What Are the Five Types of Practice?
The practice stage is one of the most vital steps in the teaching and learning process. It allows learners to test their ability to apply the skills that they learned to new and novel situations. With enough practice, mastery is always possible. What are the different types of practice, and how are they used in the classroom? I am glad you asked. To find out the answer, keep reading.
- What is Guided Practice? – An activity in which students apply recently acquired information at a stage when the teacher remains available to assist. Teachers may give a great deal of assistance at the beginning of guided practice and slowly decrease their involvement as the student becomes more proficient.
- What is Independent Practice? – An activity in which students apply what they have learned without teacher assistance. This further informs the teacher about the accuracy of his or her perception about and actual effectiveness of the lesson. If most of their students perform well, then the lesson was fairly successful. If they don’t, then the teacher knows that they need to reteach the lesson and change their instructional approach. If most of the students performed well, the teacher must reteach the lesson to those who underperformed. This will involve differentiating instruction for each student.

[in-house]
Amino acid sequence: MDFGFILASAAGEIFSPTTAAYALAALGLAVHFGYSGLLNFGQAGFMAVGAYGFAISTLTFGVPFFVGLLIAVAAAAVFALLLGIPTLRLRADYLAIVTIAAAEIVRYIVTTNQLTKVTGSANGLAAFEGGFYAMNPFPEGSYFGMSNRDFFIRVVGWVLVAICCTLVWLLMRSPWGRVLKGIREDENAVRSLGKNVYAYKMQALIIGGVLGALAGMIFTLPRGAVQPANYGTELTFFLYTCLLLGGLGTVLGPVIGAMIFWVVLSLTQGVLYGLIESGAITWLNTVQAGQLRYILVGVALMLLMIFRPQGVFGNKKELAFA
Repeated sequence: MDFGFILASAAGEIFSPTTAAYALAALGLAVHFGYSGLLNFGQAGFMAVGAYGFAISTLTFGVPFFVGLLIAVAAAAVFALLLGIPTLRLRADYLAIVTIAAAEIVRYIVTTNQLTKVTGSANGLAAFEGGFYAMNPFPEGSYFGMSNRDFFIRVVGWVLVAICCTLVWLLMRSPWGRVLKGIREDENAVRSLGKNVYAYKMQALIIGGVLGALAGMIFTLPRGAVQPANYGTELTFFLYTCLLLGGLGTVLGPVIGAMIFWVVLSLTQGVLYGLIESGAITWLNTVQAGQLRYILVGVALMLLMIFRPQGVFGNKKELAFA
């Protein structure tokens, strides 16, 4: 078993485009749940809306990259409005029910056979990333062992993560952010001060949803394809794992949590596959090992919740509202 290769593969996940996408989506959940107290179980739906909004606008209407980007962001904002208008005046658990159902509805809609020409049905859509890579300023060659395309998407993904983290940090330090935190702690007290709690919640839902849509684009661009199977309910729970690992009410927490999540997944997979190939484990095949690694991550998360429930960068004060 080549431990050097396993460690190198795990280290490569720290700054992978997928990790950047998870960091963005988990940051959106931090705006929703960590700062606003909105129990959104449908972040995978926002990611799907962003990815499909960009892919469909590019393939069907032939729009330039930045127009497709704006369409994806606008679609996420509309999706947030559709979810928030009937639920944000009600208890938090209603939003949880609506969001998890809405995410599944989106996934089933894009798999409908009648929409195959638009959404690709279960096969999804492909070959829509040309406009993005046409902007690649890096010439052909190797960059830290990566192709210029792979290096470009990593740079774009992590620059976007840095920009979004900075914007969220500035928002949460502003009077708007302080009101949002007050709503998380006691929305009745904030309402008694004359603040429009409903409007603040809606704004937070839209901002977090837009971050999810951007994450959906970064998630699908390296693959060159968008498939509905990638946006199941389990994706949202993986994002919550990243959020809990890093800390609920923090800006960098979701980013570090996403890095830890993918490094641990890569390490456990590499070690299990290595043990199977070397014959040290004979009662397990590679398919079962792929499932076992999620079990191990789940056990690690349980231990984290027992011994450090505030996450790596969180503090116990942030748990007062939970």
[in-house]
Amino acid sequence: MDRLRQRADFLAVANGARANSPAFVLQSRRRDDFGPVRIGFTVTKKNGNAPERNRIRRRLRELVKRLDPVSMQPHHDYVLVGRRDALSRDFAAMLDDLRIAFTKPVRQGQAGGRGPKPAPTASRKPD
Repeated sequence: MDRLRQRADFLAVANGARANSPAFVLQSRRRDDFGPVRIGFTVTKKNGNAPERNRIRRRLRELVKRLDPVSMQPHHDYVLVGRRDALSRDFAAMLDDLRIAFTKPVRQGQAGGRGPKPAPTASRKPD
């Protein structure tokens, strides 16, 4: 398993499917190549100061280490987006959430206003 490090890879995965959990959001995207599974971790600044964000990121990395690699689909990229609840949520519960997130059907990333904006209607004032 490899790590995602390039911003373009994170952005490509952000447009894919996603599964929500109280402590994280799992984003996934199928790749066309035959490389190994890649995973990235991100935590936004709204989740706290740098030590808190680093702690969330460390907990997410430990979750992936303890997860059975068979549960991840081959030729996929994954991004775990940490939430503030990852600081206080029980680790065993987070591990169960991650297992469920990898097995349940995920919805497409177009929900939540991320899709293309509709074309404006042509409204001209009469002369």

- What is Structured Practice? – A method in which students practice what the teacher has demonstrated while the teacher remains involved. Like guided practice, except the teacher remains involved for the duration of instruction.
- What is Massed Practice? – A learning technique which involves the repetition of specific facts or skills over a concentrated period. With massed practice, educators don’t teach a skill once and move on when students master it. They practice the skill continuously, during a concentrated period, to ensure that student’s ability to demonstrate it becomes second nature.
- What is Distributed Practice? – A learning technique which involves the repetition of specific items at intervals over a designated period. With distributed practice, educators don’t teach a skill once and move on when students master it. They revisit and practice the skill, on a fixed schedule, to ensure that student’s abilities stay sharp.
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